A day after Australian journalist Peter Greste was released from an Egyptian prison and deported, Canadian-Egyptian journalist Mohamed Fahmy has given up his Egyptian citizenship — a move that means he may be released from prison in a matter of days. The two Al Jazeera reporters were jailed, along with an Egyptian producer Baher Mohamed, while covering protests in December 2013, and have spent more than 400 days in prison.
The trio were given seven-year sentences for anti-state reporting, with Mohamed getting sentenced to an extra three for having a used bullet. (Egypt’s new government, led by general Abdel Fattah el-Sisi, replaced a president who was part of the Muslim Brotherhood, and was likely additionally suspicious of the men because their media organization is owned by Qatar — a known financier of Islamist causes.) Their harsh prison terms prompted colleagues at Al Jazeera to start a viral hashtag, #FreeAJStaff.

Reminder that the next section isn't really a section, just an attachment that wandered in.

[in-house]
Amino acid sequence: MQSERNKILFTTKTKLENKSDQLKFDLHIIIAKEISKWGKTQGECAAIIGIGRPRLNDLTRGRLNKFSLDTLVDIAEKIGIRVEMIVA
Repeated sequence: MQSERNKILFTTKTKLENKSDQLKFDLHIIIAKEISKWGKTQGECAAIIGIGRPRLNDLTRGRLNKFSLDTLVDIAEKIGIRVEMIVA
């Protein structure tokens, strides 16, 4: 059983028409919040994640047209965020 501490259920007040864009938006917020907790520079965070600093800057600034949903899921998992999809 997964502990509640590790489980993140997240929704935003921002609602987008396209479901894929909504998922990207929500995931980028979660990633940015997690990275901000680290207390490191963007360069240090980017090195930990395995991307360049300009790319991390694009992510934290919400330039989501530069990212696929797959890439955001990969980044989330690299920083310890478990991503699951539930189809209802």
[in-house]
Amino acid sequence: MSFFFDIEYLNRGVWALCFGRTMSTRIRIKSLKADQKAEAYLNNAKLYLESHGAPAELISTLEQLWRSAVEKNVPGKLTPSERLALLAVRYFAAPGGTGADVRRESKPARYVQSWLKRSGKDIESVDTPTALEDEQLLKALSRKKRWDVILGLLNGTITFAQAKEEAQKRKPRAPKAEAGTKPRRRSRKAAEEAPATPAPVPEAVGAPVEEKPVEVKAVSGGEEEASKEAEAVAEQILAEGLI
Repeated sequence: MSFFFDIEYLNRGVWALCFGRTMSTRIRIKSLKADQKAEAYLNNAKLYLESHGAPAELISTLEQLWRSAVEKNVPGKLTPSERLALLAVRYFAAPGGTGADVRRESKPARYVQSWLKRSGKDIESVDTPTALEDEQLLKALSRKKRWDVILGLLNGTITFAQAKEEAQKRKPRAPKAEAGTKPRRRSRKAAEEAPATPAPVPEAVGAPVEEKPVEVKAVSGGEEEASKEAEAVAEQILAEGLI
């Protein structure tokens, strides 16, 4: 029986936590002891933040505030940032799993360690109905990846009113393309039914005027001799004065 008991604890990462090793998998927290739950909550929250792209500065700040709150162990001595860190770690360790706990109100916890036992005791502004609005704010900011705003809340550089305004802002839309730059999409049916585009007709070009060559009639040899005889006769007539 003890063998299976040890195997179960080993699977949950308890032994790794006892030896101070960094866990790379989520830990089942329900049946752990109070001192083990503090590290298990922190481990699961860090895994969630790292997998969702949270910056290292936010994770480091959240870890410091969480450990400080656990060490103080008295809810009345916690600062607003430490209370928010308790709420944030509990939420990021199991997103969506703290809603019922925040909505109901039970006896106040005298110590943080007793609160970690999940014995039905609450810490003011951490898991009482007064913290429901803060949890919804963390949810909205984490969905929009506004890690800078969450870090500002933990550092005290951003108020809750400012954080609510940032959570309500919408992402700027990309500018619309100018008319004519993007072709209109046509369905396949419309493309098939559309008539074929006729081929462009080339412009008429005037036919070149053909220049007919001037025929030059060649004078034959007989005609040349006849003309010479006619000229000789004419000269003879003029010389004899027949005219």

El-Sisi first floated the idea of releasing the foreign journalists in November, when a decree made it possible to free foreigners by deporting them. (That is what happened to Greste, who was flown to Cyprus on Sunday.) Now that Fahmy has renounced his Egyptian citizenship, he is solely a Canadian national, making it likely that he will be flown north within a few days. Before giving up his Egyptian citizenship, Fahmy’s family tweeted about his dilemma:
Unfortunately, Baher Mohamed is unlikely to have the same choice. He is expected to remain in prison for the foreseeable future.